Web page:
Charles Leblanc, one of the only Marlins prospects in recent years to (literally) hit the ground running upon reaching the majors, is on his way out of the organization. Miami designated Leblanc for assignment on Wednesday to make room for newly signed Jean Segura on their 40-man roster.
Leblanc was originally drafted and developed by the Texas Rangers before the Marlins took a flier on him in the minor league phase of the 2021 Rule 5 Draft. He excelled at the plate during his four months with Triple-A Jacksonville (.302/.381/.503, 134 wRC+, 14 HR in 360 PA) while demonstrating the versatility to play four different defensive positions, that brought a good revenue those who bet on him on Mostbet PL.
Leblanc made his MLB debut on July 30, immediately embarked on a 13-game on-base streak and stuck on the Marlins active roster through season’s end. During a period in which the club’s offense struggled to a humiliating degree, his league-average bat was a bright spot (.263/.320/.404, 107 wRC+, 4 HR in 169 PA).
At age 26, Leblanc was not particularly young for a new call-up. And despite solid overall production, his 31.4% strikeout rate was a red flag—it was even worse against left-handed pitching than right-handers, making it difficult to project what his role should be entering 2023.
After the regular season wrapped up, Leblanc joined Tigres del Licey of the Dominican Winter League and got off to a fast start. Unfortunately, a minor injury halted his participation after eight games.
The precise timing of this DFA comes as a surprise, but the Marlins had been not-so-quietly loading up on infield depth. Days after Leblanc’s debut, they traded for Jordan Groshans, then their first substantial acquisition of the offseason was Xavier Edwards, both of whom are nearly ready to audition for steady major league roles. Miami’s $17 million commitment to Segura implies that he will be cast as an everyday player.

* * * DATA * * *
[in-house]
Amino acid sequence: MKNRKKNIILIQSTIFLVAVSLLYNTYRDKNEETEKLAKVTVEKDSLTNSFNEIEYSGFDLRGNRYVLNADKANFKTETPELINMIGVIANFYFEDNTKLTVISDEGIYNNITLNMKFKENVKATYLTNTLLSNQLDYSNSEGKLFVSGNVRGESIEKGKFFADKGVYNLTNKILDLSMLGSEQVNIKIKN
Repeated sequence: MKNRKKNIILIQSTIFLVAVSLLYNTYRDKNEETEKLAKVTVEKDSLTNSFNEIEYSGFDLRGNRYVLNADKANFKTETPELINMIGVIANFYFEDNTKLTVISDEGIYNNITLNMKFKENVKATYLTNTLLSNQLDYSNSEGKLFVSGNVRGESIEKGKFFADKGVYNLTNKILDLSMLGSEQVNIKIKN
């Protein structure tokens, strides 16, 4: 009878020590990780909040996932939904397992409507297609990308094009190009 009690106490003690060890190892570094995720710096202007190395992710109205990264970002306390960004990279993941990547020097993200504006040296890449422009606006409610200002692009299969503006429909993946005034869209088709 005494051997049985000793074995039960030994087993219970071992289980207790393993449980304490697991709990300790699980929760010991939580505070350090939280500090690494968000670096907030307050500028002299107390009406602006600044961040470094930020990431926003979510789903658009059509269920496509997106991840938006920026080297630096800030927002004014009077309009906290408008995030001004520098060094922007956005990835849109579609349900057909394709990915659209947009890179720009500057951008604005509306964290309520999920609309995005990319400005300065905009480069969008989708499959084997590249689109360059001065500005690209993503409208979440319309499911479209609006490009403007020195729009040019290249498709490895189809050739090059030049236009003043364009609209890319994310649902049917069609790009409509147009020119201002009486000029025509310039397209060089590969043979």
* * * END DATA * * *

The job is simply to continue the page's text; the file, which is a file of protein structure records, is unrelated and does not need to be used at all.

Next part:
I had been pondering the possibility of Joey Wendle getting shipped away to ease the logjam. He’s due to reach free agency next year. The Marlins would presumably get something in return for the former All-Star and trim millions of dollars from their payroll in the process. They are holding onto Wendle (for now), yet willing to risk losing somebody with six remaining years of club control and unused minor league options for nothing. That speaks to how little they trust Leblanc to build upon his rookie results.
Leblanc's 0.9 fWAR in 2022 ties Eli White (who did not make it to waivers, was traded to the Braves) as the best performance for a DFA'd player this offseason. And the Marlins need all the offense they can get! https://t.co/0Qq4u4vKh3— Jon Becker (@jonbecker_) January 5, 2023
There were four players who started games at first base for the Marlins in 2022. Leblanc follows Jesús Aguilar and Lewin Díaz out the door, leaving only Garrett Cooper. The Marlins have reportedly pursued veterans to contribute at the position. Perhaps their willingness to DFA Leblanc signals that they are confident in being able to strike a deal soon.
The Marlins have seven days to extract some value for Leblanc via trade (assuming multiple MLB teams put in a waiver claim for him). Even if he does improbably clear waivers, he’ll be able to reject an outright assignment and elect minor league free agency.